Sericulture or Silk Farming

Sericulture is the process of raising silkworms for the purpose of producing silk. Agro-based industries include sericulture. In order to produce raw silk, which is the yarn made from cocoons spun by specific insect species, entails raising silkworms. Growing feeding plants for the silkworms that spin silk cocoons and reeling the cocoons to unwind the silk thread for value-added uses like processing and weaving are the main tasks of sericulture. The management and breeding of silkworms for the purpose of producing silk for the market is known as sericulture. The raising of silkworms on mulberry bushes, gathering and processing of silkworm cocoons to obtain raw silk fibers, and other activities comprise sericulture.

Entomology of silkworms:

The domesticated silk moth, Bombyx mori, produces the larva or caterpillar known as the silkworm. Being the main producer of silk, it is a significant insect from an economic perspective. Due to centuries of selective breeding, domestic silk moths are very reliant on humans for reproduction. Due to their lack of selective breeding, wild silk moths differ from their domestic cousins in that they are less economically feasible for the production of silk.

Five main varieties of silkworms exist:

1. Mulberry:. This species accounts for the majority of the commercial silk produced worldwide, and when people mention silk, they typically mean mulberry silk. Bombyx mori L., a silkwormPost Cocoon Sericulture Process Sericulture processing. Bombyx mori, a caterpillar that consumes mulberry leaves, is a domesticated silkworm that produces commercial silk. In the winter, the moth’s eggs are preserved and spread out on trays in a heated shed where they will eventually hatch. As soon as the worms appear, mulberry leaves are spread for them to devour. The worm begins spinning its cocoon on straw that has been placed on the trays after it has reached adulthood. Two spinneret-named pores, one on either side of the head, release the silk fluid produced by specific glands. As the liquid comes into contact with the air, it solidifies, forming two long strands that are stitched together using silk gum, mulberry silk. These silkworms are fully grown.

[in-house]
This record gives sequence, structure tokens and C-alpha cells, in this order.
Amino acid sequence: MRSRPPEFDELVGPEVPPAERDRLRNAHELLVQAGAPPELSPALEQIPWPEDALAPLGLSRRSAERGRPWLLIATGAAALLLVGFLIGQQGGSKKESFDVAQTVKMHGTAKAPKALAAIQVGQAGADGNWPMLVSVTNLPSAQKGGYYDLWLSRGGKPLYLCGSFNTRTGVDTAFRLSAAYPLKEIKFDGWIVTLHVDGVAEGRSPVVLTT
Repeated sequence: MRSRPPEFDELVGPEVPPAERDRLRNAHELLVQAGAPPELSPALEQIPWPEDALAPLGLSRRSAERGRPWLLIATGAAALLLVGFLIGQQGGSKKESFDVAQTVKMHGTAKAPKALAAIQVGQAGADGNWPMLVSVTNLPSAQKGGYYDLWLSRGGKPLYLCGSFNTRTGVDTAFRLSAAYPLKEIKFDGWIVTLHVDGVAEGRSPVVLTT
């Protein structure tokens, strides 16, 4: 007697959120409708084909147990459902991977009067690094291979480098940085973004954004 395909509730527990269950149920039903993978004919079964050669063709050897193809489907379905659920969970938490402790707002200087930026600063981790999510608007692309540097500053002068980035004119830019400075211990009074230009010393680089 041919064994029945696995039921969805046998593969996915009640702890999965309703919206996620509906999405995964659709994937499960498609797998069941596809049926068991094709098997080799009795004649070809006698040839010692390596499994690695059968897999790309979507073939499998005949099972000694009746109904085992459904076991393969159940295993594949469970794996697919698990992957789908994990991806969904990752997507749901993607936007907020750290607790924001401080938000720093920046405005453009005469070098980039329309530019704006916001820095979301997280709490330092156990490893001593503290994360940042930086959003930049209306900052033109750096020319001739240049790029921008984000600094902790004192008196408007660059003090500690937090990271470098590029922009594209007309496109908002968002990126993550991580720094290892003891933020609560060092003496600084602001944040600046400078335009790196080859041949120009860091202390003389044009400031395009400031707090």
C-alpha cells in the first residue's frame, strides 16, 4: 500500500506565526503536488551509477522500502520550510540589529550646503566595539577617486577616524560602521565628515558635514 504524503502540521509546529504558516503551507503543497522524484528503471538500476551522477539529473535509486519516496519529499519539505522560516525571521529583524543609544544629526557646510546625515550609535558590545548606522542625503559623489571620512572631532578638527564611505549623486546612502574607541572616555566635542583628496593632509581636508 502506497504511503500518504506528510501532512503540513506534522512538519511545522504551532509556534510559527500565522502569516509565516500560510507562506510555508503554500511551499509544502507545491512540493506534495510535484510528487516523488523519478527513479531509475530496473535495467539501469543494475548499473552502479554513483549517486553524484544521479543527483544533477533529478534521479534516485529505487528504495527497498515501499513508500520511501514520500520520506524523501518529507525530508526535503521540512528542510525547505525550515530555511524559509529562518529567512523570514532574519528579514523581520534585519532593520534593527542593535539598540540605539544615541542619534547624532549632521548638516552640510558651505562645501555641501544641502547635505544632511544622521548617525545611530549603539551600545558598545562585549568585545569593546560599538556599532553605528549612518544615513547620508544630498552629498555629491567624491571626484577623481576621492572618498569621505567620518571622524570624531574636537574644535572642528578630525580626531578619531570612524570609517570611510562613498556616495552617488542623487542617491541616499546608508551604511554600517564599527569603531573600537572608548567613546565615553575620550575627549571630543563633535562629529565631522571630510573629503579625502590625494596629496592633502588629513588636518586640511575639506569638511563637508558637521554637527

2. Tasar: Tasar (Tussah) is a coarse, copper-colored silk that is mostly used for interior decoration and furniture. It has a different feel and appeal than mulberry silk while being less shiny. Antheraea mylitta, a silkworm that mostly feeds on the food plants Asan and Arjun, produces tasar silk.

3. Oak Tasar: This finer kind of tasar is produced in India by the Antheraea proyeli J. silkworm, which eats abundantly in the sub-Himalayan region of India. Assam, Meghalaya, Jammu & Kashmir, and Pradesh. The majority of oak tasar produced worldwide comes from China.

4. Eri: –Contrary to other types of silk, Eri, also called Endi or Errandi, is a multivoltine silk spun from open-ended cocoons. The eri silk.